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August 16 - Greek Philosophy (Plato)

Page history last edited by David Walter 11 years, 9 months ago

 

 

                     

Athens, present day                                                                                                                           Socrates, copy of 4th century bust, Lyssipos                      

 

PREPARATION FOR TODAY'S CLASS

 

Reading: APOLOGY-Plato.pdf

 

On your own: Find a passage where you find Socrates to be particularly persuasive. What kinds of argumentation does he employ? Now find a passage where he fails to convince you of something. What are the deficiencies of his argument?

 

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AFTERNOON/EVENING

 

Writing Thurs. 8/16

Goals: 1) stress the role of writing as a mode of persuasion. How does the writer go from analysis to shaping a convincing argument? Students learn to construct an argument based on analysis of evidence they find from a text; 2) introduce peer editing.

 

Prompts for partner work:

 

1. Read the first paragraph of THE APOLOGY out loud in your group. Make a list of all the adverbs in the paragraph. Write them down. Read the speech out loud without the adverbs. How does it change the force of the speech? Read the speech out loud again emphasizing the adverbs. How does that approach alter the speech? What can you conclude from this experiment? Can you draw any conclusions about Socrates' use of language in the speech? Can you begin to say what his intentions are? What does he think of his audience? Answer all these questions on paper.

 

2. Choose one moment in Socrates' speech where he tells his audience a story. Read the story out loud. Make a list of the most important details of the story. Read the list out loud to your partners. Answer the following questions on paper: What is the most striking detail of the story and why? How does it help the story? What is the least important detail of the story? Why would he include it? How does one particular detail help the story make an argument?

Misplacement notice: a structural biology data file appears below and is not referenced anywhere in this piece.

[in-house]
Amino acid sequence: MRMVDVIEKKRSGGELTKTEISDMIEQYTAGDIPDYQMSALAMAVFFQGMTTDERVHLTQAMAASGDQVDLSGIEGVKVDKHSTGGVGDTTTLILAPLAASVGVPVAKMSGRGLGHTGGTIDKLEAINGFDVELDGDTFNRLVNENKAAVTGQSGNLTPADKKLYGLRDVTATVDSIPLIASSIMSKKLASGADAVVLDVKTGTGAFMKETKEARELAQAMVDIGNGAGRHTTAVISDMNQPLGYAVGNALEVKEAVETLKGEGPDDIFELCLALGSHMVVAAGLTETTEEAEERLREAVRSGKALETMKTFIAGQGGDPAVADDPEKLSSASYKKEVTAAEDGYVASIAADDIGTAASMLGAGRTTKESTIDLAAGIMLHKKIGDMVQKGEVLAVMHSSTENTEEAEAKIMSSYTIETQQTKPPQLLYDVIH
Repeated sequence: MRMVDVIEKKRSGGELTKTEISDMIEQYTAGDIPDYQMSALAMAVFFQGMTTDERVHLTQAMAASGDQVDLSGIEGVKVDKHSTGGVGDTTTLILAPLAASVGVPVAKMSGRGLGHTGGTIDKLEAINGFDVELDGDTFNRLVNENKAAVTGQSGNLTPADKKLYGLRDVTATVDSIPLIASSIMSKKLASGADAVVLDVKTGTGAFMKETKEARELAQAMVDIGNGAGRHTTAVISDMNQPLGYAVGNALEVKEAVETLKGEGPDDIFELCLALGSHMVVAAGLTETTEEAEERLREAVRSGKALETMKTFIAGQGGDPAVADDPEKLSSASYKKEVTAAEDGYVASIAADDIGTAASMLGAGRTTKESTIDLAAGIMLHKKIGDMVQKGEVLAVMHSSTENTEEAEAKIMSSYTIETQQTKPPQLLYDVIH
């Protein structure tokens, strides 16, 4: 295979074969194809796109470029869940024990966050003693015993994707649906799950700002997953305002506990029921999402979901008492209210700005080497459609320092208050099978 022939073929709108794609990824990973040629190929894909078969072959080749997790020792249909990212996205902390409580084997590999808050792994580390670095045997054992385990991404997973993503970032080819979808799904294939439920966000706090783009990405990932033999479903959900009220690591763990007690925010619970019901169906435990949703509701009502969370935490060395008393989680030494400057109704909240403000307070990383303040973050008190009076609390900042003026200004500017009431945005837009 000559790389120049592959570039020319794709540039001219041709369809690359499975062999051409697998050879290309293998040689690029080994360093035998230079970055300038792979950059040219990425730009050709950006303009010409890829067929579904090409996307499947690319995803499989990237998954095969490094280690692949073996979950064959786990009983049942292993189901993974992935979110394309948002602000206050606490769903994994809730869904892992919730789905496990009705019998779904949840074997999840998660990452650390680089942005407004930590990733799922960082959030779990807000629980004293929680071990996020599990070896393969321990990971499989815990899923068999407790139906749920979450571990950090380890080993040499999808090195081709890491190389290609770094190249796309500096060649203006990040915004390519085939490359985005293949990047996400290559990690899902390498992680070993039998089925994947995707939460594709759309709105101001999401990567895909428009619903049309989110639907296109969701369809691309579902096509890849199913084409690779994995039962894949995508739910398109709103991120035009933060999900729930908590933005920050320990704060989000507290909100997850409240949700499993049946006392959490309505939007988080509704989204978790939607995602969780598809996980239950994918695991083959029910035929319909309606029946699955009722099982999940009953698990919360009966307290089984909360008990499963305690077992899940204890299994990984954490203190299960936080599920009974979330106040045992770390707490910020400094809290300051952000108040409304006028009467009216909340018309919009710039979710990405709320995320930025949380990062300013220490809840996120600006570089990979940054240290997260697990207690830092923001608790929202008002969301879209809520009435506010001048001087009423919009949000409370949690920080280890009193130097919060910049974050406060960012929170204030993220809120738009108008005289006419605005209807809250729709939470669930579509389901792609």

3. Find an example of Socratic elenchus. What is the starting point of the argument? What does he get his interlocutor to accept? What is the ending point? What does he get his interlocutor to admit? Identify the key points in between that allow him to get from the starting point to the ending point. Are there any steps in the argument you don't understand or agree with? Why? Explain in writing. 

 

4. Find a place in the speech where Socrates introduces an image or metaphor. What is the image or metaphor designed to suggest to his listeners? What would happen if you substituted this image for another one? How would it change the meaning of the passage in which it appears? Write a paragraph about this.

 

Advance reading of GENESIS (afternoon session):

 

1. Begin reading GENESIS as a class, either out loud or on your own.

 

2. Individually or in pairs: start making a list of critical questions for the opening of GENESIS. What questions or problems do you have with the reading? What don't you understand that you would like to have explained? Write these down and discuss. Refine the questions, either in groups or as a class.

 

3. Prepare a list of critical questions to turn in to Nicole and Davy at the beginning of class tomorrow.

 

Preparation for the next day

Read THE BACCHAE by Euripides.

 

 

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